There’s even more Western art in Tacoma Art Museum these days. In the upper gallery, the languid landscapes, noble natives and rugged explorers of John Mix Stanley offer a 19th-century version of a travel blog, ushering in a free Western Fest community day on Feb. 28 and painting a gentlemanly picture of this artist-explorer.
So why John Mix Stanley? At first it might seem like a good excuse for a cowboy-themed party — and, yes, there is one coming up in the Western Fest, featuring Puyallup cowboy painter Fred Oldfield, leatherworking demonstrations, landscape painting, live honky-tonk and more. The Stanley show also seems like a relic from recently-departed Haub curator Laura Fry, who was the protege of the show’s co-curator, Peter Hassrick of the Buffalo Bill Center in Cody, Wyoming. Or it could be, as the current curators are putting it, that the museum is genuinely trying to link Western art with Northwestern — although the only Northwestern thing about Stanley was that he made it as far as Puget Sound in his travels.
Whatever the reason, the show is thought-provoking on a number of levels. Invited to document several surveying expeditions, and traveling privately, Stanley covered thousands of miles as far west as Hawaii and as far north as Canada. Not only was he painting landscapes that most Easterners would never see in person, he also painted Native Americans as often (and in the same style) as he did the expeditions themselves.
Just following Stanley’s improvement as a self-taught portrait painter is fascinating: All along the first wall to the left you can see the brush strokes getting finer, the background getting more detailed, the perspective improving, and the emotion making it into eyes and gestures. Eventually he reaches the complexity of “Hunters and Traders,” with its beautiful chiaroscuro and still life elements, and the enormous scale of “The Trial of Red Jacket,” filled with dynamic scenes and details from bead necklaces to tiny canoes.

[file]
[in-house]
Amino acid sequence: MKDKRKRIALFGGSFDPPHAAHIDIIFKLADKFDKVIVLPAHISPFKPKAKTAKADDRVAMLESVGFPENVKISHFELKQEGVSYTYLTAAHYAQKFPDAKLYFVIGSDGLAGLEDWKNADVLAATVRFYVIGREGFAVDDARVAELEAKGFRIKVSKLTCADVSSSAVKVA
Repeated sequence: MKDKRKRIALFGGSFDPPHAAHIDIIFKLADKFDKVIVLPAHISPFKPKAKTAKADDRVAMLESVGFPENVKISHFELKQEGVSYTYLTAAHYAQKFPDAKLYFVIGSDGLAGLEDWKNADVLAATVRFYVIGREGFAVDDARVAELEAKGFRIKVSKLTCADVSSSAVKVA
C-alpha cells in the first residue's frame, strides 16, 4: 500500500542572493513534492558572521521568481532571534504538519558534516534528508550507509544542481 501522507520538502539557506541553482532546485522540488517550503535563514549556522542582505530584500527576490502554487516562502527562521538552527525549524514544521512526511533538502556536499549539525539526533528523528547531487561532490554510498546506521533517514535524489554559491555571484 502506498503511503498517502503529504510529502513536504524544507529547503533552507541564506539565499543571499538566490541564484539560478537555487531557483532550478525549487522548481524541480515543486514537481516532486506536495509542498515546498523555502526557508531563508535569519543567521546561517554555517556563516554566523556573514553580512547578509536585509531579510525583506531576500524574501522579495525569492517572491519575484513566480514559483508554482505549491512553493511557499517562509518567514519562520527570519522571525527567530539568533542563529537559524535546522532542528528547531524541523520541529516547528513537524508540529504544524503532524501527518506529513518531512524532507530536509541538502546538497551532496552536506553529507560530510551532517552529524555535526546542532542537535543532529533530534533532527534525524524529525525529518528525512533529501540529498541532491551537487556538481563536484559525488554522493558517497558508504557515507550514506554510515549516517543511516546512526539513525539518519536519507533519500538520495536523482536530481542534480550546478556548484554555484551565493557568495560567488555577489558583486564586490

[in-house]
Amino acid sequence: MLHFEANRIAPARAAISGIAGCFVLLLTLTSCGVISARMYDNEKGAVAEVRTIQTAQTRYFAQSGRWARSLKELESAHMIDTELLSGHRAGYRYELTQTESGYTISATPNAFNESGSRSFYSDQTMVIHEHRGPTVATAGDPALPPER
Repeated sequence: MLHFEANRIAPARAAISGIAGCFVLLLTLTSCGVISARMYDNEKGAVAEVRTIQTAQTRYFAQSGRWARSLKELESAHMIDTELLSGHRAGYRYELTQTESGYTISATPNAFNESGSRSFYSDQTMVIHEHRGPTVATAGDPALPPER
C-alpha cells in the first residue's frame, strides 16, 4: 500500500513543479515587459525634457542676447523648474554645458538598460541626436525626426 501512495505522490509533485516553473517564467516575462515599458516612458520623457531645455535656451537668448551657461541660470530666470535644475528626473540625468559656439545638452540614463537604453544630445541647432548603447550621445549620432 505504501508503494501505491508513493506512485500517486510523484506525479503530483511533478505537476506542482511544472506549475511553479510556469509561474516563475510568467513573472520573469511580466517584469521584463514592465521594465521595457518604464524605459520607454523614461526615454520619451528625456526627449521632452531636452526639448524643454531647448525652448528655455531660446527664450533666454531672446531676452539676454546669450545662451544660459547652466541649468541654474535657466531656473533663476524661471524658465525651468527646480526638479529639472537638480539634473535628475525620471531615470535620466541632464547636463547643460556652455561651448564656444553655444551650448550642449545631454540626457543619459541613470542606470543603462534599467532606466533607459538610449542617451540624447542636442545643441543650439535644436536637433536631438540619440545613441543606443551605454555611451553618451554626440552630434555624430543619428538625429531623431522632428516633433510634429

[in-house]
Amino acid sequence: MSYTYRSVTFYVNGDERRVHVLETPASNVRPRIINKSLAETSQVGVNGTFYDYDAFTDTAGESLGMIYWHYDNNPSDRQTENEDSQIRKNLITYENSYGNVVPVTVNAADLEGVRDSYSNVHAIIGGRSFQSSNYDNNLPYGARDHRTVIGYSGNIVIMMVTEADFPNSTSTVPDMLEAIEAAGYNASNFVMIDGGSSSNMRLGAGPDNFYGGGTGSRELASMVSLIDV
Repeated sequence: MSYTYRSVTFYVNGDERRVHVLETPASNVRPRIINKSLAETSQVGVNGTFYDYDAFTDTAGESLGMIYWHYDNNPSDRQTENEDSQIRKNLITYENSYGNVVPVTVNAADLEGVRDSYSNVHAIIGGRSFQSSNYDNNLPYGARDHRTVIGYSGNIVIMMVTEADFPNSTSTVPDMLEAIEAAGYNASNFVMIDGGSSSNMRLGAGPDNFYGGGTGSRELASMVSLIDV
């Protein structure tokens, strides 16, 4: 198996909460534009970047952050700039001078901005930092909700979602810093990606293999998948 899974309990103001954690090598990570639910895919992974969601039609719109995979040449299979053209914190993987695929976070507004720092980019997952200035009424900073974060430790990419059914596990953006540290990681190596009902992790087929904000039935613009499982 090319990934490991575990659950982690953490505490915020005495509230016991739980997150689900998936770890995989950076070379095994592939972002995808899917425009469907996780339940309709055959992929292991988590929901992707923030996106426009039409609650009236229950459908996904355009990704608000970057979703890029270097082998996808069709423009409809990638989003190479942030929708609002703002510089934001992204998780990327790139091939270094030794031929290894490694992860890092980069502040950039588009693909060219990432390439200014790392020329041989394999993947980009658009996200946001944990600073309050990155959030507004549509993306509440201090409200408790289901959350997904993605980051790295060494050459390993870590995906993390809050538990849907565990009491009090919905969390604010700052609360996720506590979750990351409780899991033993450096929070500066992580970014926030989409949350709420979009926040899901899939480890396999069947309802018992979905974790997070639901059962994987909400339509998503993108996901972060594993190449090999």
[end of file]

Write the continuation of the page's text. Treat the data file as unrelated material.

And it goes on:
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You can also see the concept of what would become travel photography developing: Stanley alternates the pragmatic desert-mountain landscape with tweakings of his own, like the Rockwellian sentiment of “After the Hunt,” the idyllic paradise of succulents and deer of “Chain of Spires along the Gila,” the wish-you-were-here sunset in “Scouts along the Teton River.”
Most importantly, though, we get a few different views of Native Americans. Stanley painted hundreds of portraits and landscapes of the 43 tribes he encountered (most were lost in a Smithsonian fire of 1865). He was also a mediator and had good relations with many of the tribes. This comes through in his work: Portraits like “Black Knife, Apache Chief” show Native Americans as leaders, riding flashy steeds the way non-natives did in European portraiture. They’re shown reconnoitering trails, lounging with their families, fording rivers — living normal lives. It’s all very civilized.
Yet Stanley also caters to an audience that thought of Native Americans as noble savages doomed to die out: “The Last of Their Race” pushes them right out onto a rock in the ocean, devastation all over their faces, while “Young Chief” (from TAM’s Haub collection) wreathes a romantic sadness under the young boy’s feathered headdress.
Interestingly, TAM has chosen this show to spice things up for younger patrons with “Explorer Cards” that encourage curious looking, thinking, talking and acting out themes in the paintings. It’s a family-friendly touch for an already-accessible show.
“Painted Journeys: The Art of John Mix Stanley”
Where: Tacoma Art Museum, 1701 Pacific Ave., Tacoma.
When: 10 a.m.-5 p.m. Tuesdays-Sundays through May 1.
Also: Western Fest, free community event, 10 a.m.-4 p.m. Feb. 28 with demonstrations of leather working, wood carving, drum carving, cowboy artist Fred Oldfield, live honky-tonk music, art activities and more.
Symposium: Western American Art, 9 a.m.-5 p.m. April 23.
Admission: $14 adults/$12 student, senior, military/free for 5 and younger and 5-8 p.m. third Thursdays.
Information: 253-272-4258, tacomaartmuseum.org.